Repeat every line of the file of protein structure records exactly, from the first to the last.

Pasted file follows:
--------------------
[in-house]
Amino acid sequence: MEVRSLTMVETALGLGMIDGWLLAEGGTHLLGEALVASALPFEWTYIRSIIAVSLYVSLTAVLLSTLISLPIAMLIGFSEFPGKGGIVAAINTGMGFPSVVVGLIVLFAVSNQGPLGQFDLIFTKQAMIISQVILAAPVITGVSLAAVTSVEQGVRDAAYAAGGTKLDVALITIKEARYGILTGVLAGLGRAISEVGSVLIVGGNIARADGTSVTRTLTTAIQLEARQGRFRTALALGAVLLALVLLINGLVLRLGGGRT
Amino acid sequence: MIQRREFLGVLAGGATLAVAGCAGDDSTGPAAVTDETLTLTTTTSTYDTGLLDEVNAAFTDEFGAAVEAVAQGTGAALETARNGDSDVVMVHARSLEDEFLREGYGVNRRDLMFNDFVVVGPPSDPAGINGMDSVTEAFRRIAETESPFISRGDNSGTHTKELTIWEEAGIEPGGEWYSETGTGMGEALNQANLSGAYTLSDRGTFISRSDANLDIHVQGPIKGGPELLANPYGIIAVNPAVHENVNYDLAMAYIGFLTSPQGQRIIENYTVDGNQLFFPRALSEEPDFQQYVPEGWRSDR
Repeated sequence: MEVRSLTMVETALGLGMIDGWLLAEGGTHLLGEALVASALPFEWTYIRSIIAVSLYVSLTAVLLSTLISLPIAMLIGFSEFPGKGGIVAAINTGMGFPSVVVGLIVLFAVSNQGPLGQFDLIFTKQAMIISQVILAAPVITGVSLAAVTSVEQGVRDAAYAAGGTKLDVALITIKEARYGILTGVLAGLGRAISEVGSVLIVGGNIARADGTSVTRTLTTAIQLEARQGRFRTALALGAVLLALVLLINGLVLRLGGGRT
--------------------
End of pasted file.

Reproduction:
[in-house]
Amino acid sequence: MEVRSLTMVETALGLGMIDGWLLAEGGTHLLGEALVASALPFEWTYIRSIIAVSLYVSLTAVLLSTLISLPIAMLIGFSEFPGKGGIVAAINTGMGFPSVVVGLIVLFAVSNQGPLGQFDLIFTKQAMIISQVILAAPVITGVSLAAVTSVEQGVRDAAYAAGGTKLDVALITIKEARYGILTGVLAGLGRAISEVGSVLIVGGNIARADGTSVTRTLTTAIQLEARQGRFRTALALGAVLLALVLLINGLVLRLGGGRT
Amino acid sequence: MIQRREFLGVLAGGATLAVAGCAGDDSTGPAAVTDETLTLTTTTSTYDTGLLDEVNAAFTDEFGAAVEAVAQGTGAALETARNGDSDVVMVHARSLEDEFLREGYGVNRRDLMFNDFVVVGPPSDPAGINGMDSVTEAFRRIAETESPFISRGDNSGTHTKELTIWEEAGIEPGGEWYSETGTGMGEALNQANLSGAYTLSDRGTFISRSDANLDIHVQGPIKGGPELLANPYGIIAVNPAVHENVNYDLAMAYIGFLTSPQGQRIIENYTVDGNQLFFPRALSEEPDFQQYVPEGWRSDR
Repeated sequence: MEVRSLTMVETALGLGMIDGWLLAEGGTHLLGEALVASALPFEWTYIRSIIAVSLYVSLTAVLLSTLISLPIAMLIGFSEFPGKGGIVAAINTGMGFPSVVVGLIVLFAVSNQGPLGQFDLIFTKQAMIISQVILAAPVITGVSLAAVTSVEQGVRDAAYAAGGTKLDVALITIKEARYGILTGVLAGLGRAISEVGSVLIVGGNIARADGTSVTRTLTTAIQLEARQGRFRTALALGAVLLALVLLINGLVLRLGGGRT